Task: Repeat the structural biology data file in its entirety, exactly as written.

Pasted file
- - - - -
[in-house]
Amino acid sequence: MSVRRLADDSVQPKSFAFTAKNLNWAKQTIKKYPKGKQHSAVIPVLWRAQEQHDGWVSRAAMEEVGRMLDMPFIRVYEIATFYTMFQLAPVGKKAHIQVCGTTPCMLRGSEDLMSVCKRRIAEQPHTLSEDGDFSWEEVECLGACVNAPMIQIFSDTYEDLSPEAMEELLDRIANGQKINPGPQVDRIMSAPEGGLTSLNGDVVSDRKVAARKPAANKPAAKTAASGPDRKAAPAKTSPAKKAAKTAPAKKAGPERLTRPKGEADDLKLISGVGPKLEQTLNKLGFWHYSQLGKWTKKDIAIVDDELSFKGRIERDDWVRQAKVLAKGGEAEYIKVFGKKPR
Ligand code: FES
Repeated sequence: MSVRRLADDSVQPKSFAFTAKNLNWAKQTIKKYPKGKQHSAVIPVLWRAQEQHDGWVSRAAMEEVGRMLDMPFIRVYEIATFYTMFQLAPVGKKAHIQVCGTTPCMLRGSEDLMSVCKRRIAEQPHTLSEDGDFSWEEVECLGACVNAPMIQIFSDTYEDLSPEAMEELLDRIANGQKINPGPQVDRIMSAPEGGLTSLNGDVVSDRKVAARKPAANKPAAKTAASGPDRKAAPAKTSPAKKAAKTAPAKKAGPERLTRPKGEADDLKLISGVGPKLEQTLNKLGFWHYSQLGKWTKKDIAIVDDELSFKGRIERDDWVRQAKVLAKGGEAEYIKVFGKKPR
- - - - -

[in-house]
Amino acid sequence: MSVRRLADDSVQPKSFAFTAKNLNWAKQTIKKYPKGKQHSAVIPVLWRAQEQHDGWVSRAAMEEVGRMLDMPFIRVYEIATFYTMFQLAPVGKKAHIQVCGTTPCMLRGSEDLMSVCKRRIAEQPHTLSEDGDFSWEEVECLGACVNAPMIQIFSDTYEDLSPEAMEELLDRIANGQKINPGPQVDRIMSAPEGGLTSLNGDVVSDRKVAARKPAANKPAAKTAASGPDRKAAPAKTSPAKKAAKTAPAKKAGPERLTRPKGEADDLKLISGVGPKLEQTLNKLGFWHYSQLGKWTKKDIAIVDDELSFKGRIERDDWVRQAKVLAKGGEAEYIKVFGKKPR
Ligand code: FES
Repeated sequence: MSVRRLADDSVQPKSFAFTAKNLNWAKQTIKKYPKGKQHSAVIPVLWRAQEQHDGWVSRAAMEEVGRMLDMPFIRVYEIATFYTMFQLAPVGKKAHIQVCGTTPCMLRGSEDLMSVCKRRIAEQPHTLSEDGDFSWEEVECLGACVNAPMIQIFSDTYEDLSPEAMEELLDRIANGQKINPGPQVDRIMSAPEGGLTSLNGDVVSDRKVAARKPAANKPAAKTAASGPDRKAAPAKTSPAKKAAKTAPAKKAGPERLTRPKGEADDLKLISGVGPKLEQTLNKLGFWHYSQLGKWTKKDIAIVDDELSFKGRIERDDWVRQAKVLAKGGEAEYIKVFGKKPR